Today I'd like to visit the subject of mythology, as well as its relation to design.
The root of myth (mythos) loosely translates to story or word. We could say that the heart of mythology lies in storytelling. The beauty of stories and words is that oftentimes they are rarely lost; they are adopted, modified, or reinterpreted as new societies and cultures emerge. Stories or myths provide meaning to a chaotic world, and give reasoning for good and bad choices alike. Globally, there are common themes that we all can relate to.
As children, we sometimes remember the myth but fail to understand the full meaning of the story until we are older. It can be easy to get lost in the details, especially if there are gods and goddesses involved with a myriad of interesting abilities. Perhaps these stories are veiled in strong symbolism in order to be fully digested later.
The wonderful thing about myths is that while they are often telling you something important, they are also interesting for their entertainment value. It's like if Public Service Announcements merged with soap operas. The closest example I could think of is an after school special, although perhaps less cheesy.
So, how does this relate to design?
As designers (or copywriters, filmmakers, etc.) we are given the task to create visuals or words that appeal and relate to an audience. We must tailor the message so that it is not too general or obscure. We are tasked with finding a delicate balance between letting the message be heard and understood without making it so blatantly obvious that it loses it's appeal altogether. As David Oglivy has said,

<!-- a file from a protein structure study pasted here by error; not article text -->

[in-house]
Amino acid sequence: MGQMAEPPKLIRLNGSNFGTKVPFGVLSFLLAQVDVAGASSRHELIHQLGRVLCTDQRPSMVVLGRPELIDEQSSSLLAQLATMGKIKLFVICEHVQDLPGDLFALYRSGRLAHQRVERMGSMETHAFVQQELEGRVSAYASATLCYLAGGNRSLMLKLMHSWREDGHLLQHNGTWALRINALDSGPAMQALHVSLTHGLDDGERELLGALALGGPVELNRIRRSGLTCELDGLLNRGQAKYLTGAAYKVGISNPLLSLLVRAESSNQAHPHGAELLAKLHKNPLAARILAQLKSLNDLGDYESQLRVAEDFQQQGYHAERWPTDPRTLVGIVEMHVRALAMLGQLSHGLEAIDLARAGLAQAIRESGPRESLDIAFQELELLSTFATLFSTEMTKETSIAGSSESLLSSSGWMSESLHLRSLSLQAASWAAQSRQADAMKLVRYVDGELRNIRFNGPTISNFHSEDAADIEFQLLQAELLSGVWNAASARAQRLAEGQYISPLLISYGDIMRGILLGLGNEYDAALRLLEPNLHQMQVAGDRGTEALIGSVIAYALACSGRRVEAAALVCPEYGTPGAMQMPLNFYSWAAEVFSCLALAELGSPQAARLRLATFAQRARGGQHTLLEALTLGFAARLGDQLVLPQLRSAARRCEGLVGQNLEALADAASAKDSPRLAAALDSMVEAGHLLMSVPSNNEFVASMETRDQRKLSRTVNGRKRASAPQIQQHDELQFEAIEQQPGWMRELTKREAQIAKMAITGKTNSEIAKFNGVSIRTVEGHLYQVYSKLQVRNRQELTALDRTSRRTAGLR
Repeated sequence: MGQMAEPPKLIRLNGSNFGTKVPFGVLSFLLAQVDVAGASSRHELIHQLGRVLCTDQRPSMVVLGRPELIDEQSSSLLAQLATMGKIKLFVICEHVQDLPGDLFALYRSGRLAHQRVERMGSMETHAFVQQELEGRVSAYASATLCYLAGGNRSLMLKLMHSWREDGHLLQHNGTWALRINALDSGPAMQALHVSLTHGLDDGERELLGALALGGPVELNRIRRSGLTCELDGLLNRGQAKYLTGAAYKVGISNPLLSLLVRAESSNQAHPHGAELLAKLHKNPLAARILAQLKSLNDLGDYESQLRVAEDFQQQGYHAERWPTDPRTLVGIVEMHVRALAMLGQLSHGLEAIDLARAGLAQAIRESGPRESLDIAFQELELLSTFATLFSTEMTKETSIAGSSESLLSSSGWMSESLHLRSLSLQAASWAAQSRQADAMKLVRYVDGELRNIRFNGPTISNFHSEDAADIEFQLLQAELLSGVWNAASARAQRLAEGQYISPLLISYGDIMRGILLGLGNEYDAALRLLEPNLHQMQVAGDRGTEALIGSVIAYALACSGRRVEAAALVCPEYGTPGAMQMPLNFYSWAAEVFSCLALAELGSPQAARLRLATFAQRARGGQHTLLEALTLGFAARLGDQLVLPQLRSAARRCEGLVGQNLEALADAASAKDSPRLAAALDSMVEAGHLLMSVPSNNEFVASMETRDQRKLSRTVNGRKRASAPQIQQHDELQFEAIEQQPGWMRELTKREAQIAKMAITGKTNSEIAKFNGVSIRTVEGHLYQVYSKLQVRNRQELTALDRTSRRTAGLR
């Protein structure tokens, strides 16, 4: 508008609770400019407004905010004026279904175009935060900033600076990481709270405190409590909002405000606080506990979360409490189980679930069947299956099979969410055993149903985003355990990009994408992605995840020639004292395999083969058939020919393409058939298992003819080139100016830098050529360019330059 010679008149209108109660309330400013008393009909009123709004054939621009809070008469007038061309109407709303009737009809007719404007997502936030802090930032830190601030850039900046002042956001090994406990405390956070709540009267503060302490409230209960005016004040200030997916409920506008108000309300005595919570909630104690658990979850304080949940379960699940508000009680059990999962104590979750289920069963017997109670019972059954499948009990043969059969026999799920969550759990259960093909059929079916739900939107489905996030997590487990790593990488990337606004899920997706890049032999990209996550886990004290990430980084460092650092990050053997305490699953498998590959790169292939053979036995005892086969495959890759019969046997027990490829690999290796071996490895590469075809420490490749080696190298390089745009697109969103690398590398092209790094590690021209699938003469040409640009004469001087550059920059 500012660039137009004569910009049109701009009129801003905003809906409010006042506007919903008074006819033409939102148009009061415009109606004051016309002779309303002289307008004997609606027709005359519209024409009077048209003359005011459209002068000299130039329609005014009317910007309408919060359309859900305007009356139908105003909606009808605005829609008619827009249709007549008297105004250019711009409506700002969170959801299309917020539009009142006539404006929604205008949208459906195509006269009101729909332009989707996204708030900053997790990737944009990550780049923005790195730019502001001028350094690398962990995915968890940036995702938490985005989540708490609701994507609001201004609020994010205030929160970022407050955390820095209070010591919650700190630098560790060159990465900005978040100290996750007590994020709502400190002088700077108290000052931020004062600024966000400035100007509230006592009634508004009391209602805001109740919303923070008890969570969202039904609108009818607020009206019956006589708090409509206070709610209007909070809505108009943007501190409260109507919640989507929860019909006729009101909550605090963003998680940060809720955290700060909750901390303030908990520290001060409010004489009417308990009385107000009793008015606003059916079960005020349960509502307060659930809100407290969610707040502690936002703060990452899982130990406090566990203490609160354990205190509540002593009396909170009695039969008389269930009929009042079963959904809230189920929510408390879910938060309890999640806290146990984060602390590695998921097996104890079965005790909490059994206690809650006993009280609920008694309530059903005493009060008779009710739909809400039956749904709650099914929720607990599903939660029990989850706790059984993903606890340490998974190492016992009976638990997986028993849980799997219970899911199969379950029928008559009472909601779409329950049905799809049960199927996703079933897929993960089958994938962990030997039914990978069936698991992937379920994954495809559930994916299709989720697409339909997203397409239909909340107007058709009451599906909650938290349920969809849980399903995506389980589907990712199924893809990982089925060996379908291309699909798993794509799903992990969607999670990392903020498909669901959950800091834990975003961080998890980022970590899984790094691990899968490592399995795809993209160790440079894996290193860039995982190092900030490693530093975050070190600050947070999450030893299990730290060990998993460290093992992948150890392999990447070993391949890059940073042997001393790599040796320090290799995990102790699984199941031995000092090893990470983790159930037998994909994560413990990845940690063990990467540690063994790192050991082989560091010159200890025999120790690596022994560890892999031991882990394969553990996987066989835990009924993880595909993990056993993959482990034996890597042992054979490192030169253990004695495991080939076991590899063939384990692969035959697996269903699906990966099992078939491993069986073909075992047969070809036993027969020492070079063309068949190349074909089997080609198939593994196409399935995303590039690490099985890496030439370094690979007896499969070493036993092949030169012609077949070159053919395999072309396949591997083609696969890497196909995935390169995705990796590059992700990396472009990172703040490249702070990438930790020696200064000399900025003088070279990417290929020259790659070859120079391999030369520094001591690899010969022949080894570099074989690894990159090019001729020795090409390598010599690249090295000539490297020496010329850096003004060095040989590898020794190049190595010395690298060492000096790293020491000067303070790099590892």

"A good advertisement is one which sells the product without drawing attention to itself."
And while some ads or brand identities get discarded, others have long-lasting impressions that are recognized worldwide. While there are many reasons for an ad or brand's success or failure, a large portion has to do with creating a message that relates well and affects people emotionally. Incidentally, a good story does exactly the same thing.
If you are interested in learning more about mythology, I highly recommend checking out Project Gutenberg for a large selection of free e-books containing mythology. Rick Riordan's popular children's series, Percy Jackson & The Olympians (the first book titled The Lightning Thief) is one that I have enjoyed as it references many stories from Greek mythology.
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